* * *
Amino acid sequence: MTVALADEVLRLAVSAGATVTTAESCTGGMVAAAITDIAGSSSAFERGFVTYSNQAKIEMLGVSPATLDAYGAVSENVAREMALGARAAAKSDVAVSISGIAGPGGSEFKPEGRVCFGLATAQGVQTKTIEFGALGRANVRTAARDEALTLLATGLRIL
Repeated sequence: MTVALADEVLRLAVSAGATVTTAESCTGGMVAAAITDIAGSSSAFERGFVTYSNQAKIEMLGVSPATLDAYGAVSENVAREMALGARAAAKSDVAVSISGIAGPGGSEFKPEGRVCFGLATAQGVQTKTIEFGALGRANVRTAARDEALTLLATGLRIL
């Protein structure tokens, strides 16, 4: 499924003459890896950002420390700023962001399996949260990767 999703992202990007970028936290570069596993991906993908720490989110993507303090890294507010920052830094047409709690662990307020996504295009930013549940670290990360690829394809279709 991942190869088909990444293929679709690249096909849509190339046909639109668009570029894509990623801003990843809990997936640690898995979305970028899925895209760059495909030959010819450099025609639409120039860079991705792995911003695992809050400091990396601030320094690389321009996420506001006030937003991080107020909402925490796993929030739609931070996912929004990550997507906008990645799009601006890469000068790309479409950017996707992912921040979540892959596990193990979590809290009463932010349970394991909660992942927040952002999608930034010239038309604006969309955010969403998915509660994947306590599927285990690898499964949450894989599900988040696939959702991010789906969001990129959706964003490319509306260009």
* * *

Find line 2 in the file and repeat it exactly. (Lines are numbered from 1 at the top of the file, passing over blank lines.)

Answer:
Repeated sequence: MTVALADEVLRLAVSAGATVTTAESCTGGMVAAAITDIAGSSSAFERGFVTYSNQAKIEMLGVSPATLDAYGAVSENVAREMALGARAAAKSDVAVSISGIAGPGGSEFKPEGRVCFGLATAQGVQTKTIEFGALGRANVRTAARDEALTLLATGLRIL